On September 11, 2020, the Department of Homeland Security (DHS) announced its intention to significantly expand both the number of people required to submit biometrics during routine immigration applications and the types of biometrics that individuals must surrender. This new rule will apply to immigrants and U.S. citizens alike, and to people of all ages, including, for the first time, children under the age of 14. It would nearly double the number of people from whom DHS would collect biometrics each year, to more than six million. The biometrics DHS plans to collect include palm prints, voice prints, iris scans, facial imaging, and even DNA—which are far more invasive than DHS’s current biometric collection of fingerprints, photographs, and signatures.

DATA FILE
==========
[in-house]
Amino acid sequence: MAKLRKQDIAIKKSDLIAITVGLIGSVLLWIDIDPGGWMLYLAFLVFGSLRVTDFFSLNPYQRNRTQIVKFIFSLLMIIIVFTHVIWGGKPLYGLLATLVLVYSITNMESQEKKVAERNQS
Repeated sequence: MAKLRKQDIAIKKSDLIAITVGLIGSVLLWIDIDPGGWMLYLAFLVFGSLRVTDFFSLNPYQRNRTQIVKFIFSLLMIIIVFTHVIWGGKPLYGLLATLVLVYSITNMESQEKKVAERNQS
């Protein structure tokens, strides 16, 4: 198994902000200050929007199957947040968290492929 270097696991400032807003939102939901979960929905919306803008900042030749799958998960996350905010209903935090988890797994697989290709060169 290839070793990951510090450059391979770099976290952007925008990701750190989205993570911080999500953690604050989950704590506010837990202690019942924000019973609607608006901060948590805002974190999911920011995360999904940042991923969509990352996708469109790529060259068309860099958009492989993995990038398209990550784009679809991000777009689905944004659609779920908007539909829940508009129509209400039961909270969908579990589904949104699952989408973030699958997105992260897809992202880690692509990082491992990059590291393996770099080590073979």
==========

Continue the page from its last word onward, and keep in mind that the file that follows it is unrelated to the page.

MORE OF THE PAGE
There are a few very large companies which have an outsized influence on our online lives. Having large companies with control over so much of our data is not working for users, not working for privacy or freedom of expression, and it’s blocking the normal flow of competition. Above all, these giants need to be pushed to make it easy for users to leave, or to use other tools to interact with their data without leaving entirely.
The “Augmenting Compatibility and Competition by Enabling Service Switching Act of 2021” (or ACCESS Act) would do that. Tell your representatives to pass the ACCESS Act.
Government use of face surveillance technology chills free speech, threatens residents’ privacy, and amplifies historical bias in our criminal system.
From San Francisco, California to Somerville, Massachusetts, communities are coming together to demand an about-face on the proliferation of government use of this especially pernicious form of surveillance and biometric data collection.
Join us in ending government use of face surveillance in our communities.
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